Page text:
According to Snudden, BlueGnome has established “very strong” user groups in Germany and the UK that get together and work through issues related to the platform. “It is all direct, which is very doable for the focused market,” he said. “What that means is that there is very small distance between us and the customer,” said Snudden. “We can go to a customer in Denmark, they say they want it on the chip, and we can go back to Cambridge and put it on it and ship it out to them,” he added.
As BlueGnome branches out into the US market, Snudden said the company shouldn’t have trouble providing support from its Cambridge, UK, headquarters. He said the firm is already experienced in providing long-range technical support to Australian and Canadian customers and that it believes the user group model will work as well in the US as it has in places like Germany, where Snudden said the company has “done well” in attracting customers.
“We believe that we are streets ahead of anything that is available in the US right now, and hope to be a market leader there soon.”
The company also plans to open a US office at some point, although Snudden stressed that those kinds of decisions will be made in time. “I have no doubt that we will open an office in the US at some point in the future,” said Snudden. “First, however, we need to decide where and what we need to put in place to deliver a full service. The main reason why Nick Haan and I are undertaking the initial trips is to answer these more strategic questions.”
As BlueGnome begins its entry into the US CGH market it is up against some formidable players. The most obvious is Spectral Genomics, acquired by PerkinElmer last year, which has already established a presence as a provider of catalog bacterial artificial chromosome-based arrays for constitutional genetic disorder identification.
Another rival would be Empire Genomics, which also sells CGH chips that detect constitutional abnormalities, among other conditions. Empire, based in Buffalo, NY, inked a licensing agreement with Affymetrix last week (see Briefs, this issue).
Empire CEO Anthony Johnson wrote BioArray News in an e-mail this week that “Empire Genomics does not view the US market as a generic array market” and that Empire has focused on developing a research-use-only chip, the ACCU RA human tiling array, which Empire claims offers the “highest density Human BAC CGH” coverage in the market.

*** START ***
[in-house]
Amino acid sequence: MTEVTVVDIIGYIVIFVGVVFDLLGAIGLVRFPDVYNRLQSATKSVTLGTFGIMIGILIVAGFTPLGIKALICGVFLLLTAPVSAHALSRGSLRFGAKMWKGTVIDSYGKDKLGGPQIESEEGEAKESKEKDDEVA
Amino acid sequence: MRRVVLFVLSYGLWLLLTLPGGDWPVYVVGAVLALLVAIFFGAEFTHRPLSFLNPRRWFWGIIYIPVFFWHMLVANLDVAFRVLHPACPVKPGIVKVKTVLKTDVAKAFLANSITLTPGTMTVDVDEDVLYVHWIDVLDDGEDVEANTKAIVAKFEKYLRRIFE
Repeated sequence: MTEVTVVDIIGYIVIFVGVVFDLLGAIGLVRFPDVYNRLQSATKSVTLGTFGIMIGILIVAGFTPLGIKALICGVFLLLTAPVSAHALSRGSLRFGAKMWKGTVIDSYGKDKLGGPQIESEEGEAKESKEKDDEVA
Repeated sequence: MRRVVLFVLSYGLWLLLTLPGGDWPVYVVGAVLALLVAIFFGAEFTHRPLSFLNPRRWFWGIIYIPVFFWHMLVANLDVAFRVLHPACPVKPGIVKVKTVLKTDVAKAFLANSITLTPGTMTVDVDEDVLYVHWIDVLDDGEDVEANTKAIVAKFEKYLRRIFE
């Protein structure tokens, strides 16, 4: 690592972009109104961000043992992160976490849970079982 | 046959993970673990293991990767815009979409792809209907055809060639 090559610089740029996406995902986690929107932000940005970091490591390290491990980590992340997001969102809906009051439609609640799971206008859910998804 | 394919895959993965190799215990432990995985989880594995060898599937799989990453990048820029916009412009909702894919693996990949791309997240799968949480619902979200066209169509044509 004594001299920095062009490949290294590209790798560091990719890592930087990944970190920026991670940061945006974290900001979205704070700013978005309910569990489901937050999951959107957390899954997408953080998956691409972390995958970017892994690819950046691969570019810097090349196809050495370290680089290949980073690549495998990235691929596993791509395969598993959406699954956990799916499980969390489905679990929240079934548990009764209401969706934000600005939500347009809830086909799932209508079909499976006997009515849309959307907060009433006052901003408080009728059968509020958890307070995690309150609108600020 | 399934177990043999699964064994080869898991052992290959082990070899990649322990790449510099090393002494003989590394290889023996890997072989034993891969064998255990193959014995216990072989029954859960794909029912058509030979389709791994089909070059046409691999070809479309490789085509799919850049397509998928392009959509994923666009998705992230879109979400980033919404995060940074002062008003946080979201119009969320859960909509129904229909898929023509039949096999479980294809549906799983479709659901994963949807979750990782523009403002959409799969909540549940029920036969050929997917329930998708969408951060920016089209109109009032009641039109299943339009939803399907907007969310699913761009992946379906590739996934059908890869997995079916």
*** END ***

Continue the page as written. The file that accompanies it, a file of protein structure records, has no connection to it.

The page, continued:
In regards to BlueGnome’s entry, Johnson wrote that in “terms of challenges for competitors, I think they are the same in every region: quality, innovation, customer service, and costs.”
While BlueGnome has been branching out in Europe, service-oriented companies other than Spectral and Empire have been focused on building a customer base in the American market.. Though BlueGnome is a product company, the US CGH market is dominated by testing services like those offered by Signature Genomic Labs in Spokane, Wash., or Baylor College of Medicine in Houston.
Like most of their competition, BlueGnome’s chips are BAC-based compared with oligonucleotide arrays that Baylor College of Medicine offers in its testing service. Agilent Technologies, Oxford Gene Technology, and others also sell oligo-based CGH chips for research use only.
“We are not wedded to the BAC platform, but it is what serves the patient group most,” Snudden said of CytoChip. “If you look at what is being diagnosed today in a clinical environment, it is mental retardation and unexplained dysmorphia,” he said. “Those patients will traditionally be referred to a cytogenetics lab, and cytogeneticists come from a background of FISH, karyotyping, and BAC-based testing. For them, BAC is a very comfortable and straightforward platform,” he added.
According to Snudden, while BlueGnome lacks the sales and marketing resources available to rival firms like Spectral Genomics, which has PerkinElmer’s S&M muscle behind it, its ability to alter its arrays depending on client need will give it the edge needed to surpass its competitors.
“We believe that we are streets ahead of anything that is available in the US right now